Search con­tin­ues for O.C. rap­per

Woman hopes fi­ance swept away by Kern River is still alive.

Los Angeles Times - - CITY & STATE - By Veron­ica Rocha veron­ica.rocha @la­

It’s been four days since friends and fam­ily mem­bers have seen an Or­ange County rap­per who was swept away by dan­ger­ous cur­rents in the Kern River.

“We still have faith he is alive,” Erica Zam­bada said.

Zam­bada last saw her fi­ance, Michael Ramirez, about 5 p.m. Thurs­day af­ter they had spent the day at the Keyesville Camp­ground in Lake Is­abella. They were camp­ing with friends and cel­e­brat­ing Ramirez’s 27th birth­day, which was June 19.

Ramirez, who goes by Dos­s­icc, is a mem­ber of the un­der­ground hip-hop group Re­bel­lion War­fare. The group has per­formed with Im­mor­tal Tech­nique, Raek­won, Ae­sop Rock and Method Man.

Af­ter the friends set up their tents and be­gan pre­par­ing a meal, Ramirez took a swim to cool down.

“The weather was crazy hot — it was 115 de­grees,” Zam­bada said.

As she dipped her feet in the river, Ramirez threw a rock in to check its depth, and then dove in.

Ramirez strug­gled to stay afloat and was pulled un­der, she said.

The cou­ple’s friend, a band­mate, tied a rope around his waist and jumped into the wa­ter to reach Ramirez. But an un­der­cur­rent swept Ramirez away, Zam­bada said.

About 10 min­utes later, res­cue teams with the Kern County Sher­iff’s Of­fice ar­rived and searched the river un­til sun­down.

Ramirez, a Buena Park res­i­dent, was not found.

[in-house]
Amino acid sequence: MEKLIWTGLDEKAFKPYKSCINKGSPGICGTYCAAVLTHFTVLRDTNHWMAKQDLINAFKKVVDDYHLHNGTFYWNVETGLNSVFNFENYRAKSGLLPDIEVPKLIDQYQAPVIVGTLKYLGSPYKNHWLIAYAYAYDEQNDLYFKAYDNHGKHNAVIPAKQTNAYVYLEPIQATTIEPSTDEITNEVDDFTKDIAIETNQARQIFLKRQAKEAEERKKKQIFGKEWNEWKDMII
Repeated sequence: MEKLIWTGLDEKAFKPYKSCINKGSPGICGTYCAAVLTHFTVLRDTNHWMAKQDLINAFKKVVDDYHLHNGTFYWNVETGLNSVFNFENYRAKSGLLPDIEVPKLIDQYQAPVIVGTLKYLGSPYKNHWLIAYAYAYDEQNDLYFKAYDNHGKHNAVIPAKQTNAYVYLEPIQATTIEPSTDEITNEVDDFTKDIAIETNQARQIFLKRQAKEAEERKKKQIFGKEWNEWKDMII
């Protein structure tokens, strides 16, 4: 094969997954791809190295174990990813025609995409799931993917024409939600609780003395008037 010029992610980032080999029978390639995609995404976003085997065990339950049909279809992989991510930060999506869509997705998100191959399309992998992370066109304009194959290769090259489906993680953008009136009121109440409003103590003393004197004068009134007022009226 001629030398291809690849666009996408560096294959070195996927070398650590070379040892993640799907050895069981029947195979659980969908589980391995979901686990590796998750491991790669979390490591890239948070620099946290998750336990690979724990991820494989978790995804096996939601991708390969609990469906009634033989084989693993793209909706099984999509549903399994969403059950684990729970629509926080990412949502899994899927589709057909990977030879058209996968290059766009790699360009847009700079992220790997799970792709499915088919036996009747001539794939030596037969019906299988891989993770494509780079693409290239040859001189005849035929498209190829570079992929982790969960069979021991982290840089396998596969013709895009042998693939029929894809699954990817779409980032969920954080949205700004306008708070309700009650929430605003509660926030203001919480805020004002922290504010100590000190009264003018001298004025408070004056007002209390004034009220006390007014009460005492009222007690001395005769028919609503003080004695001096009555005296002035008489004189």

Zam­bada said au­thor­i­ties have not done enough to find Ramirez and have essen­tially given up.

Sher­iff’s of­fi­cials did not re­spond to re­quests for com­ment.

She said more than 70 friends and rel­a­tives have been look­ing for Ramirez. They pur­chased a large map of the area and split into small groups.

So far, the groups have cov­ered seven miles of the 165-mile river.

Af­ter a re­mark­ably wet win­ter, the river, known as the “Killer Kern,” has been treach­er­ous this year.

As hot tem­per­a­tures roast parts of Cal­i­for­nia this sum­mer, melt­ing snow from the Sierra Ne­vada has be­gun to trickle into the state’s rivers and reser­voirs. The re­sult is a fa­tal mix of swift cur­rents and frigid wa­ter tem­per­a­tures, of­fi­cials said.

Six peo­ple have drowned in the river so far this year, the Bak­ers­field Fire De­part­ment said. Since 1968, 280 peo­ple have drowned in the river, the agency said.

The re­cent deaths and dan­ger­ous wa­ter con­di­tions have trig­gered warn­ings from mul­ti­ple law en­force­ment agen­cies.

Last week, the Bak­ers­field Fire De­part­ment urged Kern River vis­i­tors to keep out.

“The Kern River is hazardous for those not prop­erly trained in spe­cial wa­ter nav­i­ga­tion tech­niques or not ac­com­pa­nied by trained river guides,” the de­part­ment’s alert said. “The sec­tions of the Kern River flow­ing through metro Bak­ers­field may look calm and invit­ing, but the force is shock­ing, un­ex­pect­edly pow­er­ful and can over­come the strong­est swim­mers.”

Zam­bada said she is seek­ing vol­un­teers to help search for Ramirez, whom she de­scribed as an ex­pe­ri­enced camper.

“He is a sur­vivor,” she said.

Erica Zam­bada

MICHAEL Ramirez, aka Dos­s­icc, was on a camp­ing trip last week.

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